Redemptive Purposes


Often when there is an accident on the highway, the traffic slows because people are craning their necks trying to see the gory details, wanting to know what happened. In today’s passage, the disciples are rubbernecking at a blind beggar. And, assuming a common Jewish teaching that suffering was a result of sin, they questioned Jesus for the details. What must he have done? Or maybe it was his parents’ sin that caused his disability? In what must have been a surprising answer, Jesus pulls their focus away from the beggar, off of past causes, and shifts it to God’s future purposes.

  • How do you view hardship in your life? Do you dwell on the cause and the “why”?


9 As he passed by, he saw a man blind from birth. And his disciples asked him, “Rabbi, who sinned, this man or his parents, that he was born blind?” 3 Jesus answered, “It was not that this man sinned, or his parents, but that the works of God might be displayed in him. We must work the works of him who sent me while it is day; night is coming, when no one can work. 5 As long as I am in the world, I am the light of the world.” Having said these things, he spit on the ground and made mud with the saliva. Then he anointed the man’s eyes with the mud 7 and said to him, “Go, wash in the pool of Siloam” (which means Sent). So he went and washed and came back seeing.

The neighbors and those who had seen him before as a beggar were saying, “Is this not the man who used to sit and beg?” Some said, “It is he.” Others said, “No, but he is like him.” He kept saying, “I am the man.” 10 So they said to him, “Then how were your eyes opened?” 11 He answered, “The man called Jesus made mud and anointed my eyes and said to me, ‘Go to Siloam and wash.’ So I went and washed and received my sight.” 12 They said to him, “Where is he?” He said, “I do not know.”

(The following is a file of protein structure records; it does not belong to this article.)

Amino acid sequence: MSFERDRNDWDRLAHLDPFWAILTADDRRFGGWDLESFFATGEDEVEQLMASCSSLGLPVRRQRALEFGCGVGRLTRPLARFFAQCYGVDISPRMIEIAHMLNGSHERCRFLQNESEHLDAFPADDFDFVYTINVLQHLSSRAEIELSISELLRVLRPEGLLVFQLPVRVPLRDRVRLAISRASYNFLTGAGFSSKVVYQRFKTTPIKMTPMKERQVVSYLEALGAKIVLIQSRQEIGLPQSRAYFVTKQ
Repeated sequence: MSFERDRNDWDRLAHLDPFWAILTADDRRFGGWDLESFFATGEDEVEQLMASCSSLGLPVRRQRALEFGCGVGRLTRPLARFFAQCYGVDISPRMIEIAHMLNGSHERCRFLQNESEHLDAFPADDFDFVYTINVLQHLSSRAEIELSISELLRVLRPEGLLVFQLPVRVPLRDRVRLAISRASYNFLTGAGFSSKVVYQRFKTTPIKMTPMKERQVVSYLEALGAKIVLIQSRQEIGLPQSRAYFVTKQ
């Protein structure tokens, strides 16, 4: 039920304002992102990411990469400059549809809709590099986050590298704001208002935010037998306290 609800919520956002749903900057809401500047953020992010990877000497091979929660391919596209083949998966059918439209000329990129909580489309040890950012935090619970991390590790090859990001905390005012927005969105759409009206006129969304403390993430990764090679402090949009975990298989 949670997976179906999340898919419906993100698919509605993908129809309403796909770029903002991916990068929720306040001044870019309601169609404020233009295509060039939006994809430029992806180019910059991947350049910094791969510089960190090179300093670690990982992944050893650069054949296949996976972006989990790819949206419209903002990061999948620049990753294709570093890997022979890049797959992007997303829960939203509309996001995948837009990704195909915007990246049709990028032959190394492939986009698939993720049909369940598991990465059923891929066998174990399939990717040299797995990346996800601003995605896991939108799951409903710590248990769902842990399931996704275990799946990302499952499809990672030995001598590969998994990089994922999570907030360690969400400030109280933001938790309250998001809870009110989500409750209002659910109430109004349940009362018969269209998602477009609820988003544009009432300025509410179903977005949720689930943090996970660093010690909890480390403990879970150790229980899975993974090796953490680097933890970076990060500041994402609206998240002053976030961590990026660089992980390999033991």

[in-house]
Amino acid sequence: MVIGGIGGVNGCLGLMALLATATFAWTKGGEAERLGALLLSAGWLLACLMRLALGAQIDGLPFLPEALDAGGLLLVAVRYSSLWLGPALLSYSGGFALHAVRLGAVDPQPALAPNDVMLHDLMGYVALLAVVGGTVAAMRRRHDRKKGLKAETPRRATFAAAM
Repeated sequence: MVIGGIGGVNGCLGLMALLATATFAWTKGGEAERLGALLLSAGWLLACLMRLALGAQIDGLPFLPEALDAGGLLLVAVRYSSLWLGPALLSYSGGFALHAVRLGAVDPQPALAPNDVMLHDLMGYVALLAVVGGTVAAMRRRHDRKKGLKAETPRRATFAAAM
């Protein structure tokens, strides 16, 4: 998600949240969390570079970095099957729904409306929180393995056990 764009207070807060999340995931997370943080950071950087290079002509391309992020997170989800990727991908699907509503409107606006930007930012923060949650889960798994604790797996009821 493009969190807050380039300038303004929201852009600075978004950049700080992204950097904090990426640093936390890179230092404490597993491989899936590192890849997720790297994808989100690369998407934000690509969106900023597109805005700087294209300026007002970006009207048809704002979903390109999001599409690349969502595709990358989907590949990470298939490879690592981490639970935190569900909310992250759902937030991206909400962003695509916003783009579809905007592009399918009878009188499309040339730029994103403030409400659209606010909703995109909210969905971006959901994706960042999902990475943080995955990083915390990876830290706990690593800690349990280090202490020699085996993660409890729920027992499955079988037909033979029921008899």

English Standard Version, copyright 2001 by Crossway Bibles. Used by permission. All rights reserved.


  1. What was wrong with the disciples’ question? How did Jesus redirect their question, and what was the profound perspective he revealed (vs. 3)?
  2. What did Jesus declare about himself (vs. 5)?
  3. In what way is verse 7 a glimpse of salvation?
  4. Describe the scene with the neighbors in your own words—what was happening?
  5. What situation in your life needs a shift in perspective? What difference would it make to stop dwelling on the “why” and, instead, focus on how God can be glorified through it?


Jesus wasn’t gawking; he truly saw the blind man, even though the man didn’t see him. This man’s physical blindness was a picture of the spiritual blindness of Israel. Though “the light of the world” had come among them, giving sight to the blind and healing the sick, they remained in darkness. This blindness was not because of sin, but to put the works of God on display. It was not for anyone to dwell on the why, but rather to look to how God would redeem the situation for good. And this mighty work and the man’s testimony caused his neighbors to investigate, to seek, and to consider Jesus.  

  • Pray that you would see life’s difficulties through God’s redemptive perspective and as an opportunity to bring him glory.